Campus Capital is not currently invested in anyone because it is such a new fund. We are currently closing down our first £2 million fund which we’ll invest between Sheffield and Manchester. What we have set up is our student VC teams. It’s student VC’s who will be meeting founders and making those early stage investment decisions. We’ve been working on training them and getting them ready for that experience. There are some legal restrictions on what these student VC’s can do but they will be involved in filtering pitch decks, meeting founders and having those early stage discussions. What they can’t do is issue term sheets or say we are definitely going to invest.
“What you get when there is a lack of those investment options is a brain drain.”
What sectors are exciting right now?
Digital technology is growing 30% year on year and the number of high quality jobs that creates is important. Whats interesting from a Venture Capital point of view with digital tech is that it’s easier to launch, and although it’s hard to scale any company, it is much easier to scale a digital model. As far as specific sectors, its difficult because you can get a bit obsessed with trends. But personally I’m really interested in Health, the Internet of Things and AI. It’s less about the technology though and more about the value it can create.
I don’t regret anything because everything creates the foundation for the next thing. Any mistake I may or may not have made led to an opportunity. I firmly believe you can’t have any regrets. It’s not a regret but if I could go back and say something to a younger version of myself it would be ‘go with your gut’ because wherever you go with your gut you will be right.
How is Sheffield doing at the moment?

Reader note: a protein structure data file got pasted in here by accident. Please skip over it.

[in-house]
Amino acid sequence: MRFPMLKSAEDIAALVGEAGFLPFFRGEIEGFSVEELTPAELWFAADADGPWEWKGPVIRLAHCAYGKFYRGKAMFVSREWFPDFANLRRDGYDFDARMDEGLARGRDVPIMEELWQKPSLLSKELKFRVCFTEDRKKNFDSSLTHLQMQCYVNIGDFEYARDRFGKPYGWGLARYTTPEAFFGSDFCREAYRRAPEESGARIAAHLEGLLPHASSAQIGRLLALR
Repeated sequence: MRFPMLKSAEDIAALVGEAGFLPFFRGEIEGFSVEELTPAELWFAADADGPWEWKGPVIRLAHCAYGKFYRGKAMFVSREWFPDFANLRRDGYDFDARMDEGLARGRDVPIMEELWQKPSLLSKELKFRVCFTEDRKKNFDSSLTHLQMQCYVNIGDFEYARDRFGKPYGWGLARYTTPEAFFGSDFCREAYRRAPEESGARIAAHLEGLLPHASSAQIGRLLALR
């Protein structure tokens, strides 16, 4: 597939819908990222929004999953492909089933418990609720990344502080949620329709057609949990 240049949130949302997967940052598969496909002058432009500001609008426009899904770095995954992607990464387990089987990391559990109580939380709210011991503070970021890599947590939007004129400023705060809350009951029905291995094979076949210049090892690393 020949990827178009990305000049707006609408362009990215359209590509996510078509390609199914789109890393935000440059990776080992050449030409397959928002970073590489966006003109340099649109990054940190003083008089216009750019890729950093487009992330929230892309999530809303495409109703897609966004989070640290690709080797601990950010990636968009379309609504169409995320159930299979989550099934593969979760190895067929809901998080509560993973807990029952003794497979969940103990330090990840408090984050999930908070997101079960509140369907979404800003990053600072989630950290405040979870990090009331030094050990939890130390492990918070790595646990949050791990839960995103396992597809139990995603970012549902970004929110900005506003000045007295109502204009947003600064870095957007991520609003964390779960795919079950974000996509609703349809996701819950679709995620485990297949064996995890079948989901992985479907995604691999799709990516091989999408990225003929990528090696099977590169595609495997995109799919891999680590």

Sheffield has two amazing universities so from a talent perspective its pretty awesome. Though I hate doing the “The north is cheaper” thing because I think you should sell on value not on cost, value in terms of quality of life is incredible when you take into account average salary in digital tech vs average house price.
In the north we are generally friendlier and more collaborative and that is incredibly important in a startup ecosystem. You have to have a sharing and learning environment and I think we do that really well.
in Sheffield and Manchester we have some of the strongest science and engineering universities in the world, which is a great source of the ‘smart’ in smart capital. If you’re working on an AI company and you need help with R&D you have some great professors here you can reach out to and co-research with.
If I could wave a magic wand I would have a couple more startups in each city closer to an exit, either acquisition or IPO. So people like The Floow, for instance, who just got an big investment. At the point those entrepreneurs are successful not only will they have the capital but they will have the knowledge which can be passed on to build an ecosystem. So that would be my thing, more successful entrepreneurs giving back to the new entrepreneurs.